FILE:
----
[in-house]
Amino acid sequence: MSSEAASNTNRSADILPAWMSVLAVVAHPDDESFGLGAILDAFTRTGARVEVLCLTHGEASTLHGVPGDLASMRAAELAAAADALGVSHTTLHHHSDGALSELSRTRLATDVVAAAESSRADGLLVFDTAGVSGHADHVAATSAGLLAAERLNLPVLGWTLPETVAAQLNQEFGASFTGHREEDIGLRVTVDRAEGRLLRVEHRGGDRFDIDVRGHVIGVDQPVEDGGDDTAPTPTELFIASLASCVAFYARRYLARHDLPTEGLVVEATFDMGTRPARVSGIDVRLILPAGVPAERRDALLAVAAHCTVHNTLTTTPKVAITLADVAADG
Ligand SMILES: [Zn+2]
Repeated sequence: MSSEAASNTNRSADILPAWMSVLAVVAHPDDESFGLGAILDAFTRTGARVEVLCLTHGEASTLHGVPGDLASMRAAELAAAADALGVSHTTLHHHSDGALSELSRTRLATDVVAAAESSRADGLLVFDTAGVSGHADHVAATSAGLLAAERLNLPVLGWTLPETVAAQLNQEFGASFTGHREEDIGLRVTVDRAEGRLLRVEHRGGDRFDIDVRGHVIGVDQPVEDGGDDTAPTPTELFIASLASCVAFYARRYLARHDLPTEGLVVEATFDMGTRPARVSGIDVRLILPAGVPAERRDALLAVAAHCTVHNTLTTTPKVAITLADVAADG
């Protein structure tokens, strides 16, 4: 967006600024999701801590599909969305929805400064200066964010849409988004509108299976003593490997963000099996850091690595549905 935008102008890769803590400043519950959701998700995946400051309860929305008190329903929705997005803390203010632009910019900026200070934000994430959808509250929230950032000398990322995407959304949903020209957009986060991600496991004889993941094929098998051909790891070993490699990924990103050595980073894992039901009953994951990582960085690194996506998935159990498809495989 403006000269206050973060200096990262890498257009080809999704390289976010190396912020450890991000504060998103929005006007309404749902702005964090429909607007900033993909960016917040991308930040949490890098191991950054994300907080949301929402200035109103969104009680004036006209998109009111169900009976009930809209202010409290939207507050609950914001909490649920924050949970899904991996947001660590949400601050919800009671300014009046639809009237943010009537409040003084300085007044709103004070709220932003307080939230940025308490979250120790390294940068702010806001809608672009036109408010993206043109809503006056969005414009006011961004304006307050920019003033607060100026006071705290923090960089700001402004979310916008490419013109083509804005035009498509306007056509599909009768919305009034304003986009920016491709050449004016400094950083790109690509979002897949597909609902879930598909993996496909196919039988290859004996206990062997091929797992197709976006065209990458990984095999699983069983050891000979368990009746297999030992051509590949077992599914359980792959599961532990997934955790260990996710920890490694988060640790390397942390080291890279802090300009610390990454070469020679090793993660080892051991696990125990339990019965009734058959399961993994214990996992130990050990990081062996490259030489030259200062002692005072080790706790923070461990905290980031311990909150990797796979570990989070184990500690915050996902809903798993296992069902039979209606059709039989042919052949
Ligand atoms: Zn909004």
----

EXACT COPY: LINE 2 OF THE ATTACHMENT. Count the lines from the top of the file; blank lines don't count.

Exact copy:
Amino acid sequence: MSSEAASNTNRSADILPAWMSVLAVVAHPDDESFGLGAILDAFTRTGARVEVLCLTHGEASTLHGVPGDLASMRAAELAAAADALGVSHTTLHHHSDGALSELSRTRLATDVVAAAESSRADGLLVFDTAGVSGHADHVAATSAGLLAAERLNLPVLGWTLPETVAAQLNQEFGASFTGHREEDIGLRVTVDRAEGRLLRVEHRGGDRFDIDVRGHVIGVDQPVEDGGDDTAPTPTELFIASLASCVAFYARRYLARHDLPTEGLVVEATFDMGTRPARVSGIDVRLILPAGVPAERRDALLAVAAHCTVHNTLTTTPKVAITLADVAADG